The Atrium as Field Daze
Field’s flagship store unveils a new old feature
Crain’s Chicago Business
August 5, 1991
Crain’s covered the design aspects of the real estate trade as well as the deal aspects—it’s all money to those guys—so I covered Field’s new atrium. Not a patch on the old ones for which that store is already noted, but I thought it would be rude to say so out loud.
Did I say that I did not coin the title?
Atriums have become as commonplace an amenity in shopping environments as restrooms. But Chicago's newest retail atrium is more than commonplace: It has transformed the Holden Court alley that separated the east and west sides of Marshall Field's flagship State Street store into a handsome 11-story court.
The designer is HTI Space Design International NY, a firm known for "high-profile retail environments," meaning, one supposes, the kind where the cost shows.
In due fashion. Field's promoters describe their newest space as "stunning," "dramatic," "monumental," and "spectacular." The only way an atrium could live up to these fevered expectations would be if it burned down at night.
Still, the atrium's opening earlier this summer marks a major milestone in the $110-million renovation of the State Street store, scheduled to be finished by mid-1992.
Of course, there are risks in making a retail environment more interesting than the goods for sale in it—that's happened to Water Tower Place, where gawkers seem to outnumber shoppers.
But this atrium is a very Field-sian space: the atrium as afternoon tea, done in limestone (well, it looks like limestone), brass, mahogany, and marble in Field's trademark green. It offers neither the marked-down monumentality nor the sleekness of its North Michigan Avenue counterparts. This is generic space meant to divert but not disturb.
The revamped atrium's announced purpose is to simplify customer travel from floor to floor by means of its banks of escalators and glass elevators, as well as to provide a new point of orientation within the store.
Smart thinking. Today's Field's shopper is more likely to drop by on a lunch break than indulge in a weekend browse, and reducing travel time within the store is crucial to clock-conscious shoppers. Indeed, part of Field's remodeling has moved ready-to-wear clothes to lower floors, closer to the street.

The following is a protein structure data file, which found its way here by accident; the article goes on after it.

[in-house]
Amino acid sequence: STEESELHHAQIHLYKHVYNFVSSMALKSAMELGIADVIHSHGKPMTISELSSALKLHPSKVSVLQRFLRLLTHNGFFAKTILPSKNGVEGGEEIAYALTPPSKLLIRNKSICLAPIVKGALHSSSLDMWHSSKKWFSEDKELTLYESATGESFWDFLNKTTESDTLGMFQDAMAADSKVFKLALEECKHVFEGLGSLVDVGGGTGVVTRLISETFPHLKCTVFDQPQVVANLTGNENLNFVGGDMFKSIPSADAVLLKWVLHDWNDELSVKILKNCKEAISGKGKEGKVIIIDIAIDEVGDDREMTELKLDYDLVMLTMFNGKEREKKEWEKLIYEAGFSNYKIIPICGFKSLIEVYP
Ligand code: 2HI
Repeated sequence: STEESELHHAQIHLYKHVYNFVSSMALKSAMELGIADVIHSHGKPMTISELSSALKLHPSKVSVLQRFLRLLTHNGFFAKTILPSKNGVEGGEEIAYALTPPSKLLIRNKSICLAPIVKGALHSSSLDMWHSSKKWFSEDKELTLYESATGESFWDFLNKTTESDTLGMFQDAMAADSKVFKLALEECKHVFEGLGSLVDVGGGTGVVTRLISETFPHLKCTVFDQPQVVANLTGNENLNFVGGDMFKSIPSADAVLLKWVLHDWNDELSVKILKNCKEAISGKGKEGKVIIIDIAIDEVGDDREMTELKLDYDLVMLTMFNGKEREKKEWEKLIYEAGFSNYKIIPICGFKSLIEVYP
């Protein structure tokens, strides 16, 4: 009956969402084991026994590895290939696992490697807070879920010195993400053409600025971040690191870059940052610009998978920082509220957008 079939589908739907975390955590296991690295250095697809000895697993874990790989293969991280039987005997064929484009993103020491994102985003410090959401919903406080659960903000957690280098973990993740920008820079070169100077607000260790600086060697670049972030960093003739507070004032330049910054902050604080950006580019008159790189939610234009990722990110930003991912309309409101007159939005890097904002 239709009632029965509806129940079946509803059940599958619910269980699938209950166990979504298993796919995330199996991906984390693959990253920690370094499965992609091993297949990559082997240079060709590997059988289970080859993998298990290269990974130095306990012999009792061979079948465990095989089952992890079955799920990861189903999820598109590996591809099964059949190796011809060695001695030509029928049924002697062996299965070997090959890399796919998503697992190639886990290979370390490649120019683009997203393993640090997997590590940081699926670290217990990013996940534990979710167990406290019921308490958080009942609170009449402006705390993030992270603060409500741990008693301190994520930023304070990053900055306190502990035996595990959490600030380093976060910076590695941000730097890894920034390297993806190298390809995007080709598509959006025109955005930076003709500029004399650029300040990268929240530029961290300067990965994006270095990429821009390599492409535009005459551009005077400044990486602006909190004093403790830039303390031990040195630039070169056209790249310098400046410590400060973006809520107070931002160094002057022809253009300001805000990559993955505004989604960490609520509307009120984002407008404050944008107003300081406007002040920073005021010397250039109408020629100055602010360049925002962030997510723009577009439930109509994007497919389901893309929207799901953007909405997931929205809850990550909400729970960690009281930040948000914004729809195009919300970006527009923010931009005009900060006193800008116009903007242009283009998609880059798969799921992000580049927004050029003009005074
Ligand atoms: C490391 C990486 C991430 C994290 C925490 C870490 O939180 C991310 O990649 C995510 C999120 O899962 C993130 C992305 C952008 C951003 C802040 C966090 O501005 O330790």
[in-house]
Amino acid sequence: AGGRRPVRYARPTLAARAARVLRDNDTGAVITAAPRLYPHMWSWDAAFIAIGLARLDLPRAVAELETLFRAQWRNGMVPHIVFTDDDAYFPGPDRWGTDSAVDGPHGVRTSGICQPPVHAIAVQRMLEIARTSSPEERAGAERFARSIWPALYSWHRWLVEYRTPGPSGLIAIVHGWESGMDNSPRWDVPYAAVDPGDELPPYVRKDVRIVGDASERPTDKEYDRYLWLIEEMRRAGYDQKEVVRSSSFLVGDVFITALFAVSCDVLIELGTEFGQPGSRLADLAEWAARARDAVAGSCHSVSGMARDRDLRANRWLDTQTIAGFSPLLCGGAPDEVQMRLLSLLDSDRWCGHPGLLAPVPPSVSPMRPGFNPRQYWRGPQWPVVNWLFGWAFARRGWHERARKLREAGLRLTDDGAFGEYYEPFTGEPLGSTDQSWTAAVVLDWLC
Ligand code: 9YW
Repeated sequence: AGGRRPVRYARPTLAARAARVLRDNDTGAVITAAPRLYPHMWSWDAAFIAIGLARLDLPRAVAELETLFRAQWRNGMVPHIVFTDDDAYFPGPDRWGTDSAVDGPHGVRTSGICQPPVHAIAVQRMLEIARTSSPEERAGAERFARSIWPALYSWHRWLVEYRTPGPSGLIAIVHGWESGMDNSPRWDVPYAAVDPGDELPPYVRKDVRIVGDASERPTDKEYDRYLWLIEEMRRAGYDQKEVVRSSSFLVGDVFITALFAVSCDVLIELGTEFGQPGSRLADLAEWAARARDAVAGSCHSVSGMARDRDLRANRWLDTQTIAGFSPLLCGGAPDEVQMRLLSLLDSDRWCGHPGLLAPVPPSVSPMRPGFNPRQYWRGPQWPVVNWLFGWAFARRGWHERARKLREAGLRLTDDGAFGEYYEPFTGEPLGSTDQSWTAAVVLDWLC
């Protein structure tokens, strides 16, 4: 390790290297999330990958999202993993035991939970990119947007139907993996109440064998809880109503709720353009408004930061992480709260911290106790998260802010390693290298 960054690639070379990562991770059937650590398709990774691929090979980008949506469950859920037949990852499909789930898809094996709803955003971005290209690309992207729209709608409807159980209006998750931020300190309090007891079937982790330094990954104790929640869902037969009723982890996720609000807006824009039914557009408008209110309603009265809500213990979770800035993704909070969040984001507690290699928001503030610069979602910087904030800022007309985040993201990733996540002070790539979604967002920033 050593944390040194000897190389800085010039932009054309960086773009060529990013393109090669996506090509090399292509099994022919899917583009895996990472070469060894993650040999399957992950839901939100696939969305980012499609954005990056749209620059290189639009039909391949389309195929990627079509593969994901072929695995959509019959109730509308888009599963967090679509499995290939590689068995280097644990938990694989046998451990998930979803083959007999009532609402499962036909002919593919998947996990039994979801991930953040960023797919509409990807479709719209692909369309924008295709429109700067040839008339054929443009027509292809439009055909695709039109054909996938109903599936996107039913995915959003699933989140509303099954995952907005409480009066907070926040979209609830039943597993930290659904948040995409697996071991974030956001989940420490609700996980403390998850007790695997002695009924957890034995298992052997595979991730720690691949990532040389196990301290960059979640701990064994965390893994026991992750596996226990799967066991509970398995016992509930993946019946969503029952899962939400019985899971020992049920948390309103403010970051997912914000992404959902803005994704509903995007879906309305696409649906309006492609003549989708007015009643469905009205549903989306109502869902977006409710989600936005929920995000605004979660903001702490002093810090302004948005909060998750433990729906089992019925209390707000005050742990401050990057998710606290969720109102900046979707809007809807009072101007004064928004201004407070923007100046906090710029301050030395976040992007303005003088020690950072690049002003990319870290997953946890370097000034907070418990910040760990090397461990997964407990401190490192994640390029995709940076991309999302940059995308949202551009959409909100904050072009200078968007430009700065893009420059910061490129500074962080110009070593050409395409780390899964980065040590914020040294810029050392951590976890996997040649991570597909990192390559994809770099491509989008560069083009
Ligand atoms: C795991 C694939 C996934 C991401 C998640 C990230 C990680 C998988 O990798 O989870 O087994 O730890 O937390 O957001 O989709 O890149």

The atrium's unannounced purpose, however, is to remind the shopping public that Field's had atriums back when cows were still grazing on North Michigan Avenue.
Architecturally akin to warehouses, culturally akin to the famous European purveyors of posh, the pioneering U.S. department stores of the last century sought to re-create bustling shopping streets indoors, offering glitter and glitz in a setting of architectural drama.
In its State Street store, built beginning in 1902, Field's dazzled its early customers with wide aisles that mimicked the street outside, a colonnaded arcade that ran the length of the main floor and not one but several atriums. In all, 13 levels of retailing were connected by a novel, continuous, vertical people-mover system—the escalator.
For all their presumed posh, the new stores at the turn of the century offered only middling-quality, mass-produced goods. As the historian Richard Sennett once noted, retailers such as Potter Palmer knew they had a problem in stimulating people to buy goods that were both nondescript and unnecessary.
Their response: Create a kind of spectacle out of the store that would endow the goods, by association, with an interest they might intrinsically lack. Architecture didn't just house selling space, it became selling space.
The new Field's atrium understands that maxim: The merchandise available on each floor is better exposed than ever, which makes riding the new escalators a form of vertical browsing. Explains Field's President Gary Witkin, "Because the store's vistas are now open and more enticing, customers can see merchandise that perhaps was not in their line of vision before."